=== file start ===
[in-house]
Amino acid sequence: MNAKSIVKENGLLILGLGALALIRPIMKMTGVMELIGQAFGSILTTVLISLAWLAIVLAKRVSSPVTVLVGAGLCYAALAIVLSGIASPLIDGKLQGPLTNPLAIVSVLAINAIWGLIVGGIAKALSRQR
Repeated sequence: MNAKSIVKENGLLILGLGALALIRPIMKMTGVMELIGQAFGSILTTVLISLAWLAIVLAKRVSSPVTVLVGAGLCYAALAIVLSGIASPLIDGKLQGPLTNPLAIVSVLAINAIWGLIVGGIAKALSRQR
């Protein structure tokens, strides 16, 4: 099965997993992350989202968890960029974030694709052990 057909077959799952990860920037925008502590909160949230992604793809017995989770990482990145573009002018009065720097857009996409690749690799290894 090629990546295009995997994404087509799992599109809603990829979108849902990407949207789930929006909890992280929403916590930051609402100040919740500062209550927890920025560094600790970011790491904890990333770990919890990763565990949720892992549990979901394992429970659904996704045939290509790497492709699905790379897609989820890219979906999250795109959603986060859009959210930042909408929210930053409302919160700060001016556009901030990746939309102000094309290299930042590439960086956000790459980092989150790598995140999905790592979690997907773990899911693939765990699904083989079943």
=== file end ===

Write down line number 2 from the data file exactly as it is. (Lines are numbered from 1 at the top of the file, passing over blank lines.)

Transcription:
Amino acid sequence: MNAKSIVKENGLLILGLGALALIRPIMKMTGVMELIGQAFGSILTTVLISLAWLAIVLAKRVSSPVTVLVGAGLCYAALAIVLSGIASPLIDGKLQGPLTNPLAIVSVLAINAIWGLIVGGIAKALSRQR